But as Forcelli documents, the decision to greenlight the operation is even more perplexing given the USAO's previous reluctance to prosecute cases where guns had crossed the border. The US Attorney's Office routinely told Forcelli and others in the ATF Phoenix field office that the doctrine of corpus delecti applied, and once guns crossed into Mexico the "body of the crime" was no longer on U.S. soil and therefore almost impossible to prosecute. Giving the thumbs up to Operation Fast & Furious never made any sense from an actual law enforcement perspective, but Forcelli shows that it also flew in the face of the USAO's existing policies and practices. 


Forcelli wasn't directly involved in Operation Fast & Furious, (he served as Group I Supervisor in the Phoenix ATF office, and Fast & Furious was run by Group VII), but he knew that something unusual was going on when he started hearing some unusual stats in weekly supervisors' meetings.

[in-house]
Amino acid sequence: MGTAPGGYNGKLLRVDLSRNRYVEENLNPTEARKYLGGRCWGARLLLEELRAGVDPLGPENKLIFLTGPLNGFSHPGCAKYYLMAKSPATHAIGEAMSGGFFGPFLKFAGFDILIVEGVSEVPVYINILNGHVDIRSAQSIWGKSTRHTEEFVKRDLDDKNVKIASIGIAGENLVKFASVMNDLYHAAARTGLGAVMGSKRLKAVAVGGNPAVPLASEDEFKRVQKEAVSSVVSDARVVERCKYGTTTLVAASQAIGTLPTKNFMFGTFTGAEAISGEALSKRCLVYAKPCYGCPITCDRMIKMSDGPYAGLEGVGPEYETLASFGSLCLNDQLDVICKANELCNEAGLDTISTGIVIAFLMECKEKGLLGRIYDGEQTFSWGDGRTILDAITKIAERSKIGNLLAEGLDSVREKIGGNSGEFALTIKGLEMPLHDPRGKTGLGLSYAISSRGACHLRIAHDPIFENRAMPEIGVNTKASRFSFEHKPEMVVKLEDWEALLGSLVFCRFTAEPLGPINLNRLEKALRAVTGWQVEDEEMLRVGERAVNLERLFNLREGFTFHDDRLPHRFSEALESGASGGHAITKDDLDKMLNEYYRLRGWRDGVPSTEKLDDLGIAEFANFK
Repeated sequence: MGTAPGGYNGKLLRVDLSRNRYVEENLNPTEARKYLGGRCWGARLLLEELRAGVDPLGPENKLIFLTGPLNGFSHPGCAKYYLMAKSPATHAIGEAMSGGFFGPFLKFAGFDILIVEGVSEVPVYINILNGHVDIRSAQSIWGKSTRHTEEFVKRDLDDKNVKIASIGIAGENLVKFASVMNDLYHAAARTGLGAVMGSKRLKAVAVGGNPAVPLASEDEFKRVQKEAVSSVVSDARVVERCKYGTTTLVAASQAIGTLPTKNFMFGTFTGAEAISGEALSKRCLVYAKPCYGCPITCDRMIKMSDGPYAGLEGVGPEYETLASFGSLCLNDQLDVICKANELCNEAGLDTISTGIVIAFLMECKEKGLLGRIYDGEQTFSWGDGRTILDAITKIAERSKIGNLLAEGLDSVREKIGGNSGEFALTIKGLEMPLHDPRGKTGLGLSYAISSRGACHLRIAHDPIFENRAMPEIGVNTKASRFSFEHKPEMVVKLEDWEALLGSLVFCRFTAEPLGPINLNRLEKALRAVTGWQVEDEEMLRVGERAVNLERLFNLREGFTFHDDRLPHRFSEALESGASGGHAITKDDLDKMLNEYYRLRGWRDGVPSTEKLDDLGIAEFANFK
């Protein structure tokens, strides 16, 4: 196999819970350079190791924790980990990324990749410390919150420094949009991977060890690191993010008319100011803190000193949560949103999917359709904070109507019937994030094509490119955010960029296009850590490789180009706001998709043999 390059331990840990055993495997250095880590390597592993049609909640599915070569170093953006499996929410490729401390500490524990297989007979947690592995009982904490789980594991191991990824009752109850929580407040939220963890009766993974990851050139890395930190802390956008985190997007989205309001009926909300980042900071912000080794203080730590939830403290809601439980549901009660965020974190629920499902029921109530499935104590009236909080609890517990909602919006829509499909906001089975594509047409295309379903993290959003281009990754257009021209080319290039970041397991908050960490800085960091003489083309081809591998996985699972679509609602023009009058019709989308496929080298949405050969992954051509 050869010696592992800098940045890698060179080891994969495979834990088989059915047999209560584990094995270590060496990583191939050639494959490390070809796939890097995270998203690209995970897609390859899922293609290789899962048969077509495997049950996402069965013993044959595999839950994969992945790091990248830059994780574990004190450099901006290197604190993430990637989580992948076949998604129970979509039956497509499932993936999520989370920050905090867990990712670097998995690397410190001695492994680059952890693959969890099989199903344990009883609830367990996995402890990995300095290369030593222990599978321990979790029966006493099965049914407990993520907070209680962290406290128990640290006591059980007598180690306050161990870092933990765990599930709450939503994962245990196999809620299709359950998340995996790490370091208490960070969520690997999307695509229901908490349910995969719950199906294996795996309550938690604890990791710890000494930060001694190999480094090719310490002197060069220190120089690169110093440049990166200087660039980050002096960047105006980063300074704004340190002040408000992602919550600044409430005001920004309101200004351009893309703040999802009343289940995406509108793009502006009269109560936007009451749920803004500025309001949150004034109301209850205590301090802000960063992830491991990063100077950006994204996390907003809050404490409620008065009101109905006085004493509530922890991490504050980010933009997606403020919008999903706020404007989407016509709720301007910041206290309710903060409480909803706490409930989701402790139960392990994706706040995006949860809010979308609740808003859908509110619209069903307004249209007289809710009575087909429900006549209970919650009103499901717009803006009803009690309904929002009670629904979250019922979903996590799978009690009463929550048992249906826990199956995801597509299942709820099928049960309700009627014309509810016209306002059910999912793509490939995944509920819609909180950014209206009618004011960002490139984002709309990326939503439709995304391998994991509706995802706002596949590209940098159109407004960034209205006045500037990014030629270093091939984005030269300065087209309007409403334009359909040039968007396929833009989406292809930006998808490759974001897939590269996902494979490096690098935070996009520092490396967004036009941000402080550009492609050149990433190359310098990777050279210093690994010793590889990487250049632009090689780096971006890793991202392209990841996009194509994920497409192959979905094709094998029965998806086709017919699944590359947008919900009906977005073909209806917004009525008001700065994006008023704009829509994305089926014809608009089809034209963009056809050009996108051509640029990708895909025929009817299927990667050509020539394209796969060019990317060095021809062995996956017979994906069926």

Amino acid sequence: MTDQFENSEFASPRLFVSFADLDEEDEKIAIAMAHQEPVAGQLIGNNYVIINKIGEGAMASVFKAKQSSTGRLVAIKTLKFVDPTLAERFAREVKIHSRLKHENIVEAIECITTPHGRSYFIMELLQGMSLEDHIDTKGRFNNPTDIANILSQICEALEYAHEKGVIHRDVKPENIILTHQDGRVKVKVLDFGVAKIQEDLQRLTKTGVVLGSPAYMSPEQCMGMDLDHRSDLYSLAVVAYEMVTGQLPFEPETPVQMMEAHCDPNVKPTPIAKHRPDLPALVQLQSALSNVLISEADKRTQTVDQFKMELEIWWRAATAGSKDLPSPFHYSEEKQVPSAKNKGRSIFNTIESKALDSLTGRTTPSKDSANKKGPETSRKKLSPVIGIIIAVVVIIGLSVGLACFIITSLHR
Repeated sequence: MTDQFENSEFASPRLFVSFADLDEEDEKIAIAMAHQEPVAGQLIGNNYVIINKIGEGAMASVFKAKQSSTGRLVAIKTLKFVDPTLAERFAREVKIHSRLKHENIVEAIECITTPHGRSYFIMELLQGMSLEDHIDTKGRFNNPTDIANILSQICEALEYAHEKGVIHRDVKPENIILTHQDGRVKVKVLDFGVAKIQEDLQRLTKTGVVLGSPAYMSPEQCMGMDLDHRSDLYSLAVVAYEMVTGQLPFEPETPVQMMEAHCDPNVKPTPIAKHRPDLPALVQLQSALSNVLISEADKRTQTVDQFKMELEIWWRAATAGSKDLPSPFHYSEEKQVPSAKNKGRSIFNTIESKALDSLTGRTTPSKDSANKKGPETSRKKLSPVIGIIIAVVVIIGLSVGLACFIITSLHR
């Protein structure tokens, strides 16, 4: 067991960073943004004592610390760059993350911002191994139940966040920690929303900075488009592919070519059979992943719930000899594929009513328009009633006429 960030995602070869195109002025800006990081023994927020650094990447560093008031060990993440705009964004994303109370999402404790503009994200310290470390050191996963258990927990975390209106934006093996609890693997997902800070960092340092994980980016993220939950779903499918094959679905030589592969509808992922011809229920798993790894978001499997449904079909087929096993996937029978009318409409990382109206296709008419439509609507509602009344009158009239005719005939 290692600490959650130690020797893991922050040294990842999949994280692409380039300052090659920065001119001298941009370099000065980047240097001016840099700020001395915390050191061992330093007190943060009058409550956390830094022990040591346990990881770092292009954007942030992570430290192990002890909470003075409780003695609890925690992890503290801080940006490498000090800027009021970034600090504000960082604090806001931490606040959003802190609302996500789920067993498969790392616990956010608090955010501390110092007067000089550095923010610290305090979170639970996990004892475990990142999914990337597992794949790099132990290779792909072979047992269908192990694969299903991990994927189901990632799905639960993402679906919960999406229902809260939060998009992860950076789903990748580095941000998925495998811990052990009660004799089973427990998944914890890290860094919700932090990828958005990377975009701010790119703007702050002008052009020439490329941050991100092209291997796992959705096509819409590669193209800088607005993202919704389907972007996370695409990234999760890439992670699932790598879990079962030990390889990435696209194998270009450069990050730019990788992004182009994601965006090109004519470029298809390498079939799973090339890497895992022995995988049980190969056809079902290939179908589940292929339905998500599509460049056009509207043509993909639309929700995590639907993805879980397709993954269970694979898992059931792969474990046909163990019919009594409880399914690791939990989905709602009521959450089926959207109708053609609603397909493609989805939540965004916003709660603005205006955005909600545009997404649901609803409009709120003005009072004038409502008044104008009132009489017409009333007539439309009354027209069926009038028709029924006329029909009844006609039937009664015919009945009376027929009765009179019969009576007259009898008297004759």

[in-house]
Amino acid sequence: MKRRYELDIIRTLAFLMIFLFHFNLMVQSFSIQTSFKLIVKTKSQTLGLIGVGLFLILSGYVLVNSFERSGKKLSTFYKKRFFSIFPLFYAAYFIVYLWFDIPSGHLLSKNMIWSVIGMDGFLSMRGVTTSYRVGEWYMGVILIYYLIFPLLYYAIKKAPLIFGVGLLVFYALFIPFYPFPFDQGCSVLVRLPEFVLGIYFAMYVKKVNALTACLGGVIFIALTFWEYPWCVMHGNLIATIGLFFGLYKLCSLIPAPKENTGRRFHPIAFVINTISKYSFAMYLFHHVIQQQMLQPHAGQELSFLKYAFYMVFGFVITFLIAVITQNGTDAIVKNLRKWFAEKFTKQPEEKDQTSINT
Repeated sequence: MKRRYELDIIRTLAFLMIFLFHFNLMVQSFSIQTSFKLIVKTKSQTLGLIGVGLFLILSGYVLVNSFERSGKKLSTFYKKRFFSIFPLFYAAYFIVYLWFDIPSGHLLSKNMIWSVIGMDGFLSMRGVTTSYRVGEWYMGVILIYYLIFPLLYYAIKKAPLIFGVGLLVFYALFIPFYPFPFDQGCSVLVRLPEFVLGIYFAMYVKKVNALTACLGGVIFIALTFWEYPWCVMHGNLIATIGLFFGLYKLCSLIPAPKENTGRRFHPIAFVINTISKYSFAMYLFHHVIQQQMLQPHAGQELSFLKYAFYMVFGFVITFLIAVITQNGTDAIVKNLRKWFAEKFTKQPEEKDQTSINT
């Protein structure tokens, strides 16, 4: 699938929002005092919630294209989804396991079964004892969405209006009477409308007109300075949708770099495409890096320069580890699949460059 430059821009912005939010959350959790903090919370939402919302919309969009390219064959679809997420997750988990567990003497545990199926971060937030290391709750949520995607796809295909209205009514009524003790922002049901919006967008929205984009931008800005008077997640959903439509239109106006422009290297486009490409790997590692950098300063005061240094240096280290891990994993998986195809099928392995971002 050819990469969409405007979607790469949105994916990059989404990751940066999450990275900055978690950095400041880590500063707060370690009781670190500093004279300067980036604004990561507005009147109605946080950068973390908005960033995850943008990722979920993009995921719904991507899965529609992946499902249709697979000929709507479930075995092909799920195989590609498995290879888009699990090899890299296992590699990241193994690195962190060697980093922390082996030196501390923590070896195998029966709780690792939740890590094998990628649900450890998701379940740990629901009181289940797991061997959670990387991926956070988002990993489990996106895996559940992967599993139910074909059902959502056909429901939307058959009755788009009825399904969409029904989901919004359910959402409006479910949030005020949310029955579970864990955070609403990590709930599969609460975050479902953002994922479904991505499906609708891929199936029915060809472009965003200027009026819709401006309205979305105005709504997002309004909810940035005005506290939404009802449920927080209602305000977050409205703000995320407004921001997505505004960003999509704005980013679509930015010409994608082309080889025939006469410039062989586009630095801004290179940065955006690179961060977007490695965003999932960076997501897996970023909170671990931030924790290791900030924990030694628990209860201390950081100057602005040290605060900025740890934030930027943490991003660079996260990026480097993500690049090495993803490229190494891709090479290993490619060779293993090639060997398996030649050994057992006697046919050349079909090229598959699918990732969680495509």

"In Group VII, I remember, the first discussion was a case where they believed 600 guns were trafficked to Mexico," Forcelli recalled. "I assumed at that point when Dave Voth [the Group VII supervisor] was talking about 600 guns that they had found a treasure trove of historical intelligence, but then in subsequent meetings the number would go up and up. So I started asking questions like 'hey, are you guys stopping these cars and asking questions of the dealers?' And they were like, 'no no, we're doing something different."